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Editor’s note: With Girls premiering on HBO this weekend, we thought one of Kate’s favorites from SXSW was in need of a re-run. This review was originally posted on March 13, as part of our SXSW Film Festival coverage. Multi-hyphenate Lena Dunham has previously hit SXSW with two unique efforts – in 2009, with the debut of her ambitious, lo-fi Creative Nonfiction, and follow-up in 2010 with the controversial Tiny Furniture, which earned the Narrative Feature award in that year’s section. Dunham’s work has proven polarizing – some people admire her self-effacing and very personal brand of filmmaking, while others balk at her navel-gazing style. Returning to SXSW this year, Dunham again brought along a personal project about self-effacing, navel-gazing, shaky-legged twenty-something girls in the big city, but this time Dunham is serving as star/writer/director/producer on a television series, HBO’s Girls, produced with Judd Apatow. And while her previous works might not have the sort of widespread appeal that a television series would require, Dunham’s Girls is wickedly hilarious, quite accessible, and it proves that Dunham’s in-character pronouncement that she could be the voice of her generation is not far off – at all.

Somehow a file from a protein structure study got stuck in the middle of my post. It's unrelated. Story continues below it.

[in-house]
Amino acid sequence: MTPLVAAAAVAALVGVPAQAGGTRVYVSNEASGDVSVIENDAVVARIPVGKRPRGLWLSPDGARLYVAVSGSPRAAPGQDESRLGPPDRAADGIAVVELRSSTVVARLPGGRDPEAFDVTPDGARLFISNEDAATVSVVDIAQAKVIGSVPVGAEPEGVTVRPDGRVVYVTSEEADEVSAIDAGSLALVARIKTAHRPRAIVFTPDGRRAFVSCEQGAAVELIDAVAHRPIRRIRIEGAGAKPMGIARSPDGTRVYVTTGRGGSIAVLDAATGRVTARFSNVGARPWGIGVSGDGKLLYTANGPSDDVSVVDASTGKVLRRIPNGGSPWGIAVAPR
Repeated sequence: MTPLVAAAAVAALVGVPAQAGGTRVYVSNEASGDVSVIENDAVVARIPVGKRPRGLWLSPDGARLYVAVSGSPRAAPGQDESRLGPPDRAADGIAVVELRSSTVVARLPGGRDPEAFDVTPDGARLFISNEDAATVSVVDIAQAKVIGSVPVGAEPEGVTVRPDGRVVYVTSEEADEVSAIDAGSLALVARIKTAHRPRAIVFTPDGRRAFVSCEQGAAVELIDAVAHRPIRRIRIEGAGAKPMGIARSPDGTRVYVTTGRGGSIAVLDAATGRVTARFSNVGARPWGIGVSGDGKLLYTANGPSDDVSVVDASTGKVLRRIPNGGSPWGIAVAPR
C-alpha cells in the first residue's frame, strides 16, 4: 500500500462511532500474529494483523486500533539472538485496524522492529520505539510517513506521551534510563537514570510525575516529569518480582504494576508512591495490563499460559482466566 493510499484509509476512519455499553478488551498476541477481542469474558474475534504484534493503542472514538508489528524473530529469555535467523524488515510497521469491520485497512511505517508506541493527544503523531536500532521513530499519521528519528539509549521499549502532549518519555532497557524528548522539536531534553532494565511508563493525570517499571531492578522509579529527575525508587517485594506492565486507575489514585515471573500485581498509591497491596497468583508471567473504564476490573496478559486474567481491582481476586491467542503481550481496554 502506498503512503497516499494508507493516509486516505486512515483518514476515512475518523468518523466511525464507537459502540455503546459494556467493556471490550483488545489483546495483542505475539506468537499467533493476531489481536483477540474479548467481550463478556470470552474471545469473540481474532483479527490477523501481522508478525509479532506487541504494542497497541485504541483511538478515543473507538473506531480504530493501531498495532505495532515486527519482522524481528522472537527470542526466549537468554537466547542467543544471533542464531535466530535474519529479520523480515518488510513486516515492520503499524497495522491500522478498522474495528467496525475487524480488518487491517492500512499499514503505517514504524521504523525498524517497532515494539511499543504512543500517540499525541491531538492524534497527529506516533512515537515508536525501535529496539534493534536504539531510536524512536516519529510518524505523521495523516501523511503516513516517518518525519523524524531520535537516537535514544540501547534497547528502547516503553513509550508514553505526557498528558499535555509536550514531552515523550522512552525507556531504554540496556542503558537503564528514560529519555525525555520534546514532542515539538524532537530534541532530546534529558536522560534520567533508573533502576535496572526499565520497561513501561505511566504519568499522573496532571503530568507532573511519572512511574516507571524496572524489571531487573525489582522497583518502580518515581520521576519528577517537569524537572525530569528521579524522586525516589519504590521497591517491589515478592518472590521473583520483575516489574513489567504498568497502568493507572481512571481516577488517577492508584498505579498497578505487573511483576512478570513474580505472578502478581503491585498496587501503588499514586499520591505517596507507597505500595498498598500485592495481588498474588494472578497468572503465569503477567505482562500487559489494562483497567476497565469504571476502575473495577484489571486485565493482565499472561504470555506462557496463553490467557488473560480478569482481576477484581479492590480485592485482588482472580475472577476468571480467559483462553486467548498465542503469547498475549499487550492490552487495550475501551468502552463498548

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Let’s get it out of the way right now – I liked Tiny Furniture. I was not wild about it, and I didn’t hate it with the passion of a thousand suns. I’m in the minority on this one – the middle. Should it have won Best Narrative Feature at SXSW 2010? Perhaps not. Should it already have its own Criterion Collection release? Maybe. But I find Lena Dunham interesting, and there were moments of brilliance in Tiny Furniture, moments that absolutely spoke to twentysomething ladies looking for whatever “real life” happens to be (ladies like, well, me). And perhaps Dunham’s humor and insight and experience is better-suited to the series treatment, a structure that would condense her more twee affectations into shorter bits, and one that would benefit from a larger cast. And so there is Girls – Dunham’s new HBO series, produced by none other than Judd Apatow. Like Tiny Furniture, Girls chronicles the lives of twentysomething ladies trying to find their way in big, bad New York City. Dunham is joined by Jemima Kirke and Allison Williams, and the series centers on the gals and their lives (often funny, sometimes kind of heartbreaking). The series will premiere at this year’s SXSW, with a three-episode screening on March 12 at the Paramount. Check out the full trailer for the series after the break.

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Tiny Furniture

Too often we’re made to feel as if we might root for characters who we’d otherwise want to smack, if they were real. Sometimes it works, sometimes it doesn’t. And in the case of Tiny Furniture, it doesn’t quite work. However, I will concede that it is the single most adorable movie I’ve ever seen that involves characters who I’d otherwise like to see get hit by a bus.